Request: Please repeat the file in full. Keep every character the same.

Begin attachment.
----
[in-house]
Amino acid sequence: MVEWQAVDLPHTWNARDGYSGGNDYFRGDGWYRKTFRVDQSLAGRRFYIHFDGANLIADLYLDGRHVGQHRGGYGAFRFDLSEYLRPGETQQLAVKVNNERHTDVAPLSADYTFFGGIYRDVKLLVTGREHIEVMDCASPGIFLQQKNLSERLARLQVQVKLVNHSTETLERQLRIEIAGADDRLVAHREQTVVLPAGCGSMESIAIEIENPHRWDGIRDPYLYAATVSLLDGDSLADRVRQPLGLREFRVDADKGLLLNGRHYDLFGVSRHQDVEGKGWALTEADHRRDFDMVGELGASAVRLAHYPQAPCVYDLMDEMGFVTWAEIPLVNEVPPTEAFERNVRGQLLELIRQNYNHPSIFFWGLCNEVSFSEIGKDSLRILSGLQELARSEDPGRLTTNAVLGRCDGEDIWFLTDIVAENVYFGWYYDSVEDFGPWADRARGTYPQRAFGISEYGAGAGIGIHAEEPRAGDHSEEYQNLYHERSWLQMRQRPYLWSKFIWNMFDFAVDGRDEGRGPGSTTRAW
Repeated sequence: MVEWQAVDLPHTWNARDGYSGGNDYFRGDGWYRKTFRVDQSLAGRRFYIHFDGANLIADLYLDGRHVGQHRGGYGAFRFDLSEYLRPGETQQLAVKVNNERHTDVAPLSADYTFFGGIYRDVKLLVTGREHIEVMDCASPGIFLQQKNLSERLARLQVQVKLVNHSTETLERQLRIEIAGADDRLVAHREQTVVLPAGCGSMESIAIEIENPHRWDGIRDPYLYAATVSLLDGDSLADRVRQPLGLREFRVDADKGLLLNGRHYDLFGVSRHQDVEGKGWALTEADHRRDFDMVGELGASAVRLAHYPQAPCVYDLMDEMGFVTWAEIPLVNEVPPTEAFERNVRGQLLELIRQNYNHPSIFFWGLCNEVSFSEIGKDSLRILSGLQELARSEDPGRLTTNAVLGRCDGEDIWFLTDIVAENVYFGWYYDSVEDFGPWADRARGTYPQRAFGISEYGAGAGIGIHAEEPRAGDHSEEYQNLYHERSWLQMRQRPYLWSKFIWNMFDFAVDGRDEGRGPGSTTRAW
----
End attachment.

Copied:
[in-house]
Amino acid sequence: MVEWQAVDLPHTWNARDGYSGGNDYFRGDGWYRKTFRVDQSLAGRRFYIHFDGANLIADLYLDGRHVGQHRGGYGAFRFDLSEYLRPGETQQLAVKVNNERHTDVAPLSADYTFFGGIYRDVKLLVTGREHIEVMDCASPGIFLQQKNLSERLARLQVQVKLVNHSTETLERQLRIEIAGADDRLVAHREQTVVLPAGCGSMESIAIEIENPHRWDGIRDPYLYAATVSLLDGDSLADRVRQPLGLREFRVDADKGLLLNGRHYDLFGVSRHQDVEGKGWALTEADHRRDFDMVGELGASAVRLAHYPQAPCVYDLMDEMGFVTWAEIPLVNEVPPTEAFERNVRGQLLELIRQNYNHPSIFFWGLCNEVSFSEIGKDSLRILSGLQELARSEDPGRLTTNAVLGRCDGEDIWFLTDIVAENVYFGWYYDSVEDFGPWADRARGTYPQRAFGISEYGAGAGIGIHAEEPRAGDHSEEYQNLYHERSWLQMRQRPYLWSKFIWNMFDFAVDGRDEGRGPGSTTRAW
Repeated sequence: MVEWQAVDLPHTWNARDGYSGGNDYFRGDGWYRKTFRVDQSLAGRRFYIHFDGANLIADLYLDGRHVGQHRGGYGAFRFDLSEYLRPGETQQLAVKVNNERHTDVAPLSADYTFFGGIYRDVKLLVTGREHIEVMDCASPGIFLQQKNLSERLARLQVQVKLVNHSTETLERQLRIEIAGADDRLVAHREQTVVLPAGCGSMESIAIEIENPHRWDGIRDPYLYAATVSLLDGDSLADRVRQPLGLREFRVDADKGLLLNGRHYDLFGVSRHQDVEGKGWALTEADHRRDFDMVGELGASAVRLAHYPQAPCVYDLMDEMGFVTWAEIPLVNEVPPTEAFERNVRGQLLELIRQNYNHPSIFFWGLCNEVSFSEIGKDSLRILSGLQELARSEDPGRLTTNAVLGRCDGEDIWFLTDIVAENVYFGWYYDSVEDFGPWADRARGTYPQRAFGISEYGAGAGIGIHAEEPRAGDHSEEYQNLYHERSWLQMRQRPYLWSKFIWNMFDFAVDGRDEGRGPGSTTRAW